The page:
|Born: January 26, 1935
|Batted: Right||Threw: Right|
|April 13, 1962 for the Milwaukee Braves|
|Last MLB appearance|
|September 29, 1967 for the Atlanta Braves|
|Career highlights and awards|
Robert George "Bob" Uecker (pronounced /ˈjuːkər/ (homophone of the card game called Euchre); born January 26, 1935) is an American former Major League Baseball player, later a sportscaster, comedian and actor. Uecker was given the title of "Mr. Baseball" by Johnny Carson.
Though he sometimes joked he was born on a colored oleo run to Illinois, Uecker was raised in Milwaukee, Wisconsin. He grew up watching the minor-league Milwaukee Brewers at Borchert Field. He signed a professional contract with his hometown Milwaukee Braves in 1956 and made his major league debut as a catcher with the club in 1962. A mediocre hitter, he finished with a career batting average of .200. He was a sound defensive player and committed very few errors in his Major League career as a catcher, completing his career with a fielding percentage of .981. Uecker also played for the St. Louis Cardinals (and was a member of the 1964 World Champion club) and Philadelphia Phillies before returning to the Braves, who had by then moved to Atlanta. His six-year major league career concluded in 1967.
After retiring as a player, Uecker returned to Milwaukee. In 1971, he began calling play-by-play for the Milwaukee Brewers radio broadcasts, a position he holds to this day. He also served as one of the first color commentators on network television broadcasts in the 1970s (for ABC's Monday Night Baseball) and 1990s (for NBC as he teamed with Bob Costas and Joe Morgan for telecasts). During that time, he was a commentator for League Championship Series and the World Series.
Uecker now works as the Milwaukee Brewers' play-by-play announcer. Games are broadcast on the Brewers Radio Network throughout Wisconsin. The flagship is WTMJ 620 Milwaukee.
Known for his humor, particularly about his undistinguished playing career, Uecker actually became much better known after he retired from playing. He made 64 guest appearances on Johnny Carson's Tonight Show, and appeared in a number of humorous commercials, most notably for Miller Lite beer, as one of the "Miller Lite All-Stars".
Uecker published two books, an autobiography entitled Catcher in the Wry (ISBN 0-515-09029-8), and Catch 222 (ISBN 0-399-13744-0).
Uecker also pursued an acting career, playing the part of George Owens on the television sitcom Mr. Belvedere in the 1980s. He played a prominent role in Major League, Major League II, and Major League: Back to the Minors as Harry Doyle, the announcer for the team on which the movie is based, the Cleveland Indians. A phrase from this movie, "Juuuust a bit outside...", referring to a pitch that is several feet outside the strike zone, began appearing in some DirecTV ads in the spring of 2007.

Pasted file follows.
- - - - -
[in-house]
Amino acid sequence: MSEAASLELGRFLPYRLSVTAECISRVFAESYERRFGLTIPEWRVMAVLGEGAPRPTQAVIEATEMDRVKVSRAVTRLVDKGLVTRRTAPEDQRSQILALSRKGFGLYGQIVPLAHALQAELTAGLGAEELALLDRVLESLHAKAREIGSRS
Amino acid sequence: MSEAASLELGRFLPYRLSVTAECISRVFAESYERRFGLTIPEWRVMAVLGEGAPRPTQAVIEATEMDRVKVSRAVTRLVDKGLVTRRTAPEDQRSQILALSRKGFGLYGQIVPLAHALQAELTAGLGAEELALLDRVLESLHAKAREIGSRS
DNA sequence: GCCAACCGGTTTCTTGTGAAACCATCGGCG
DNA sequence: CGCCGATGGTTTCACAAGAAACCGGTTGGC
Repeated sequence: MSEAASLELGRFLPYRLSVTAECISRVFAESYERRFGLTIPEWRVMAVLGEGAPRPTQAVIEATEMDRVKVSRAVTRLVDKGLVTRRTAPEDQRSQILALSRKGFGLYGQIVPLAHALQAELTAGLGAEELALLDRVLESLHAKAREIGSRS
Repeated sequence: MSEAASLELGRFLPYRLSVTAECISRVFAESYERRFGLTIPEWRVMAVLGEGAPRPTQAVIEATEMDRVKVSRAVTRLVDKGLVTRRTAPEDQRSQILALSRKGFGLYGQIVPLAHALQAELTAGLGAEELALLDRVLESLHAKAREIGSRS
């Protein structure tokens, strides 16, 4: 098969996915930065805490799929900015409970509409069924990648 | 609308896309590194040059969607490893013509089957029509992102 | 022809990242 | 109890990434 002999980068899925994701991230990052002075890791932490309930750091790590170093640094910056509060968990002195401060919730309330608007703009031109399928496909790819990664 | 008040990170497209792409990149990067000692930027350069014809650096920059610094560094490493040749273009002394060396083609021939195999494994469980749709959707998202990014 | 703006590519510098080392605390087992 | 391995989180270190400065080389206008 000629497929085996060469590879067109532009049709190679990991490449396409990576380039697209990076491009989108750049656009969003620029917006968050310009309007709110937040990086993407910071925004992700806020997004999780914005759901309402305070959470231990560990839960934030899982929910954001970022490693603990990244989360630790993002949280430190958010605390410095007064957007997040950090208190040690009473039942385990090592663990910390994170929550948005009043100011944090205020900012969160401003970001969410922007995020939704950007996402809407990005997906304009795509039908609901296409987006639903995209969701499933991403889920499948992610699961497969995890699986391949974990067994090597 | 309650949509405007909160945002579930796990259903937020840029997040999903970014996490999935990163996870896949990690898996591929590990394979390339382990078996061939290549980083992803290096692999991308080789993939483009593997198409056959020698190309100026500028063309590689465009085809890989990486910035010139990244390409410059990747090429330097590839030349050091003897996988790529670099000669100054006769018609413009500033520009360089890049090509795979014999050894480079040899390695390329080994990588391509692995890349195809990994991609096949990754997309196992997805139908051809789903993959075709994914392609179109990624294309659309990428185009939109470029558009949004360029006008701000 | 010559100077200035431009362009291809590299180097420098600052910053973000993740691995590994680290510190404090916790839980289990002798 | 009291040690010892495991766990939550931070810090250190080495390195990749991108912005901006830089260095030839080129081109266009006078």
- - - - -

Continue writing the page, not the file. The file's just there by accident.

Uecker's sports expertise extends beyond baseball. He hosted two syndicated television shows, Bob Uecker's Wacky World of Sports and Bob Uecker's War of the Stars. The former has since become known as The Lighter Side of Sports (albeit with a different host, Mike Golic) and remains one of the longest-running syndicated sports programs in American television history.
Uecker also appeared in a series of commercials for the Milwaukee Admirals of the American Hockey League in the mid-1990s, including one in which he re-designed the team's uniforms to feature a garish plaid reminiscent of the loud sports coats synonymous with Uecker in the 1970s and 1980s. In February 2006, the Admirals commemorated those commercials with a special event in which the players wore the plaid jerseys during a game. The jerseys were then auctioned off to benefit charity.
In 1987, Uecker appeared as a ringside announcer at WrestleMania III in Pontiac, Michigan, followed by a return in 1988 at WrestleMania IV as both a ringside announcer and backstage interviewer. One famous WrestleMania segment saw André the Giant choking Uecker.
In the fall of 2006, WWE contacted Uecker to appear at WrestleMania 23 on April 1, 2007 in Detroit, Michigan. It was reported in Dave Meltzer's Wrestling Observer Newsletter that WWE wanted Uecker to be involved in a sketch of some sort with Bobby "The Brain" Heenan. It would later be announced that Uecker would be inducted into the WWE Hall of Fame in 2010 as a celebrity inductee.
Uecker was inducted into the Radio Hall of Fame in 2001. In 2003, he received the Ford C. Frick Award, bestowed annually by the Baseball Hall of Fame to a broadcaster for "major contributions to baseball". His humorous and self-deprecating speech was a highlight of the ceremony.
In 2005, Uecker's 50th year in professional baseball, the Milwaukee Brewers placed a number 50 in his honor in their "Ring of Honor", near the retired numbers of Robin Yount and Paul Molitor. Four years later, on May 12, 2009, Uecker's name was also added to the Braves Wall of Honor inside Miller Park.
|“||I was born and raised in Milwaukee, Wisconsin. Actually, I was born in Illinois. My mother and father were on an oleo margarine run to Chicago back in 1934, because we couldn't get colored margarine in Wisconsin. On the way home, my mother was with child. Me. And the pains started, and my dad pulled off into an exit area, and that's where the event took place. I remember it was a Nativity type setting. An exit light shining down. There were three truck drivers there. One guy was carrying butter, one guy had frankfurters, and the other guy was a retired baseball scout who told my folks that I probably had a chance to play somewhere down the line.||”|
(This story also appears, albeit in quotation marks, indicating it was part of his "standup act", in his 1982 autobiography, Catcher in the Wry. However, that same book's appendix lists his career stats and his birthplace as Milwaukee, which agrees with every major publication.)